Our church has been on an emotional roller coaster in the last few weeks. We had three young families, all expecting their first babies within a few days of Christmas. The first of the babies, a beautiful little girl named Christina Rose, had a heartbeat when her family reached the hospital parking lot, but was stillborn. Christina’s family thought that her memorial service message might help other families grieving lost. What follows are excerpts from that message.
“Christina Rose spent nine months with Zach and Kathryn, and since the day they first realized she was with them, she’s been the biggest thing in their lives. These were exciting days, filled with anticipation. They talked to her, probably sang to her and told her she was loved. And Christina was apparently a very social child: when they spoke, she responded. When they sang, she did a jig. And she could kick like Mia Hamm. They may have thought she would be a future soccer star.
“The Kiehnau’s were getting to know their daughter before she was even born. They already had ideas of what her personality was like – the girl had an attitude, waving her arms and kicking her legs when dad came home and dancing around when she heard grandpa’s and grandma’s voices. Kathryn and Zach were beginning to wonder what is was going to be like to raise this little live-wire. And they were not only getting to know their daughter, they were coming to love her more and more, as were their families.
“If you’re like me, you wonder “why?” Why would a loving God let this life be conceived, why would he let Kathryn carry this child for nine months, why would he let Zach and Kathryn give this baby a name and fall in love with her, even before they met her, if he wasn’t going to let her survive her birth?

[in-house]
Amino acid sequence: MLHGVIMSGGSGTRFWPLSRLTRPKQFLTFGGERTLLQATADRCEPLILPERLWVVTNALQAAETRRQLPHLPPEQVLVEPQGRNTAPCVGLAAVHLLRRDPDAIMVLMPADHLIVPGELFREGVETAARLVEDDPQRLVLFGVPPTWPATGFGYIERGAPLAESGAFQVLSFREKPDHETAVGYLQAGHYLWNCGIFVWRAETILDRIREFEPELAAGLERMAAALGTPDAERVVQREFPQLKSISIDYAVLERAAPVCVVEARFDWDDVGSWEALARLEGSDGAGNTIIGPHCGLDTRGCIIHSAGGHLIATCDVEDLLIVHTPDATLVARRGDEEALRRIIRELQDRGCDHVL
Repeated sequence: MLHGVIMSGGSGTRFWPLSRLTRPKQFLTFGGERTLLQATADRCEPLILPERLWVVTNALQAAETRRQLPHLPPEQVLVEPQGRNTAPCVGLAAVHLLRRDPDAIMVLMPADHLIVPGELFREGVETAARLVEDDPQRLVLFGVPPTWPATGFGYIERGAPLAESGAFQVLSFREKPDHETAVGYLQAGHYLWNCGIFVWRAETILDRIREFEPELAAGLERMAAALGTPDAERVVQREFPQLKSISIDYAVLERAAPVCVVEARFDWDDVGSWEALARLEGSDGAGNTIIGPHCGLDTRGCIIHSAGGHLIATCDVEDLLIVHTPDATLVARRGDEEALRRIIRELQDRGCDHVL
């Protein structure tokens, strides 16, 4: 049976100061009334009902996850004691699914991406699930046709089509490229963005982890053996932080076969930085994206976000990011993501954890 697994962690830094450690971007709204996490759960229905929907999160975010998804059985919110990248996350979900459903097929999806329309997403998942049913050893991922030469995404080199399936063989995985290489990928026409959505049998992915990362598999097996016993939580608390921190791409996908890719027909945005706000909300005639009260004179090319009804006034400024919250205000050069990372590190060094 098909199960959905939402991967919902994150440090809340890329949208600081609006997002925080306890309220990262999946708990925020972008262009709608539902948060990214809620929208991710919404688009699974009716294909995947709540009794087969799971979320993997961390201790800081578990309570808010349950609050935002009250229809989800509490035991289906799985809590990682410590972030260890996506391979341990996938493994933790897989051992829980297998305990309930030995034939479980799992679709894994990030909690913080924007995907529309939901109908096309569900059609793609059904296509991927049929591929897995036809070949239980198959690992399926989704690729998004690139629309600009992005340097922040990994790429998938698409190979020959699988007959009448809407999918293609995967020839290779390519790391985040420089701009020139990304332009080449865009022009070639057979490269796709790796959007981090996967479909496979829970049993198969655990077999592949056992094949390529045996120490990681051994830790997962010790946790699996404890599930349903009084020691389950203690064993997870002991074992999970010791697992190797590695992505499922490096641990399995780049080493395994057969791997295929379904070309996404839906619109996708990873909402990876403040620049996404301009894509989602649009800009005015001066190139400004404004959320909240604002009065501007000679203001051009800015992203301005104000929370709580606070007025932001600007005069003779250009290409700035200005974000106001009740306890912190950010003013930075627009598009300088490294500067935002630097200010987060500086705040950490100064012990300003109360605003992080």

“Now please understand: I am not suggesting that God is to blame for Christina Rose’s death. He didn’t do this to her – or to you. He is not putting you through this pain because of some secret reason, or even for “your own good” — though nothing can stop him from using even this for good. (He knows from personal experience that even the terrible and unjust death of a dearly loved child – in itself entirely evil – can bring about great good.) But he did not do this to you. Yet we think, even if he didn’t do this, he could have stopped it. There’s the rub. He could have stopped it, and he didn’t. So why?
“The answer to that question – or answers (there may be millions) are beyond our ability to comprehend. But let’s go back to the original question: Why would a loving God let Christina Rose be conceived if he didn’t intend her to survive her birth?
“Framed that way, the question casts doubt on the goodness of God, doesn’t it? But I think it is the wrong way to frame the question, because it grossly misrepresents the situation. Christina Rose did survive her birth. The loving God did not allow her to be conceived and become a human being in order to die but in order to live forever. It’s true – and it is very sad for us – that she is not living here, but she is living.
“So let’s frame the question another way, which I think more accurately represents the situation. Why would a kind and loving God allow Christina to be conceived, even though she wasn’t going to live here on earth? And now the answer leaps out at us: he wanted her to be conceived so that she could be his forever; so that she could live and thrive and become something so magnificent that we cannot yet imagine it. He wanted for her the same thing he wants for all of us: glory and love and joy inexpressible, and not even her death can disrupt his plan. Our path has led through an extended preparation period on earth. Hers did not, yet God created her and us with the same end in mind.